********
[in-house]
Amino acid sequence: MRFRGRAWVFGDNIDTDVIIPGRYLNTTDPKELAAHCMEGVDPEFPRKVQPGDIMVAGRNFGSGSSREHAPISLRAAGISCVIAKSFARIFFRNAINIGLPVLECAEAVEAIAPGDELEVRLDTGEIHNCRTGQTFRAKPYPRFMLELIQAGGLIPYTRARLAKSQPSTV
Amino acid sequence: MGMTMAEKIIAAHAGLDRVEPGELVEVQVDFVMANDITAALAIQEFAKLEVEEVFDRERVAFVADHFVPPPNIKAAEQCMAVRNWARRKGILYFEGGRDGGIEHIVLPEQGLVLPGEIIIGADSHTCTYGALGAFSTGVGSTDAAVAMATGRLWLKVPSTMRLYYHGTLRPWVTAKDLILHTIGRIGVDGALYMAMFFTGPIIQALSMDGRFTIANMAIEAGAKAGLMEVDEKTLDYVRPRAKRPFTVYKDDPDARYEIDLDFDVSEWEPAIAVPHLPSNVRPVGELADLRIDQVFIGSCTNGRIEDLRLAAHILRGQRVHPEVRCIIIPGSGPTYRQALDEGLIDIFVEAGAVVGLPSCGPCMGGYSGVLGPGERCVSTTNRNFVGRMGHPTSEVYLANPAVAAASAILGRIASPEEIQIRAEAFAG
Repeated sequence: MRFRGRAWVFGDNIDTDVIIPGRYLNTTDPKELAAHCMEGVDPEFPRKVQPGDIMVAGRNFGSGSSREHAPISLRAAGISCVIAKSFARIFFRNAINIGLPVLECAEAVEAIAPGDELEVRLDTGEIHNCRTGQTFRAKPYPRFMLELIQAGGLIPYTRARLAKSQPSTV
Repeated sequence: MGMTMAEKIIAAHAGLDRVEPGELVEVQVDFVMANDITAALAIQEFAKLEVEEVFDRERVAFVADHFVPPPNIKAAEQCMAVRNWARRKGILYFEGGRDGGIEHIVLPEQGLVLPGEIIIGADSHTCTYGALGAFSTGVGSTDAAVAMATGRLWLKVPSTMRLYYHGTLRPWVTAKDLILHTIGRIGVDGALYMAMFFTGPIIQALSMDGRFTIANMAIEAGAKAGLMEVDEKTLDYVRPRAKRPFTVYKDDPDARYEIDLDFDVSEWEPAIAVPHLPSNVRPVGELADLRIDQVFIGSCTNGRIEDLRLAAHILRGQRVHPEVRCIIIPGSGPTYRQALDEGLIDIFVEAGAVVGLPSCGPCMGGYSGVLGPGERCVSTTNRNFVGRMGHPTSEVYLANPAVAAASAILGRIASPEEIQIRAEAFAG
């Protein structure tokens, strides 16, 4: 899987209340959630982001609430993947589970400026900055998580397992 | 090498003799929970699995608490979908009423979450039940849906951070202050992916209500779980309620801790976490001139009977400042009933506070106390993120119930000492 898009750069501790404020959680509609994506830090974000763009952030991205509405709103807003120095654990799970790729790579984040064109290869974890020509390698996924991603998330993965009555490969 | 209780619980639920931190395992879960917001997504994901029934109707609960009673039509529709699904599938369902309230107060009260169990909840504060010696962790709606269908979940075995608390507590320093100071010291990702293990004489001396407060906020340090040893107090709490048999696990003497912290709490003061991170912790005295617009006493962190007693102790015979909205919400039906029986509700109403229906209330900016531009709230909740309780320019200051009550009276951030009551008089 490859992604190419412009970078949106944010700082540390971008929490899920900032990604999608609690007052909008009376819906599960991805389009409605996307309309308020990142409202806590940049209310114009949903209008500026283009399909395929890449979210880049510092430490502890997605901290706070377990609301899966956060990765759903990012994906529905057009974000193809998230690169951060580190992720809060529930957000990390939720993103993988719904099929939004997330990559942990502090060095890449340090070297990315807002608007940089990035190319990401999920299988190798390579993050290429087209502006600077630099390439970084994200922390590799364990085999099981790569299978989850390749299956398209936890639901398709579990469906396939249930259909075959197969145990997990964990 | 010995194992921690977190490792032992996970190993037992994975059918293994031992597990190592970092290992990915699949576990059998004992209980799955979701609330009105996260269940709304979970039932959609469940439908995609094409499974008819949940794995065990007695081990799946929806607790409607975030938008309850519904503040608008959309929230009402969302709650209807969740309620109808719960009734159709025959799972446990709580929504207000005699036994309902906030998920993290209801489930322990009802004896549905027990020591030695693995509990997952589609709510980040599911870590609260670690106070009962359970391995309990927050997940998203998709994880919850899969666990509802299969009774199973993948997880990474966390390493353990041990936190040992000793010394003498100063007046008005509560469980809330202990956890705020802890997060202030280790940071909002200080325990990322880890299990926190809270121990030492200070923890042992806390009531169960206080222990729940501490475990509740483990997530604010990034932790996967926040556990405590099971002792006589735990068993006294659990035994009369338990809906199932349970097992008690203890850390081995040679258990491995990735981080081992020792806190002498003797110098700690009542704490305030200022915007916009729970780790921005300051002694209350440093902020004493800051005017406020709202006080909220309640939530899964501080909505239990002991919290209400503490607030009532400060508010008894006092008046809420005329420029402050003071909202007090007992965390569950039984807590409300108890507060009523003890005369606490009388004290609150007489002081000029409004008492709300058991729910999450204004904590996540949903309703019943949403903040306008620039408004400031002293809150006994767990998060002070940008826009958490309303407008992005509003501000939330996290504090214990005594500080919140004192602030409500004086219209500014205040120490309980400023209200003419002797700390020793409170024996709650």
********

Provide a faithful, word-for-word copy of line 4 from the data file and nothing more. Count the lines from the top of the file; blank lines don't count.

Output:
Repeated sequence: MRFRGRAWVFGDNIDTDVIIPGRYLNTTDPKELAAHCMEGVDPEFPRKVQPGDIMVAGRNFGSGSSREHAPISLRAAGISCVIAKSFARIFFRNAINIGLPVLECAEAVEAIAPGDELEVRLDTGEIHNCRTGQTFRAKPYPRFMLELIQAGGLIPYTRARLAKSQPSTV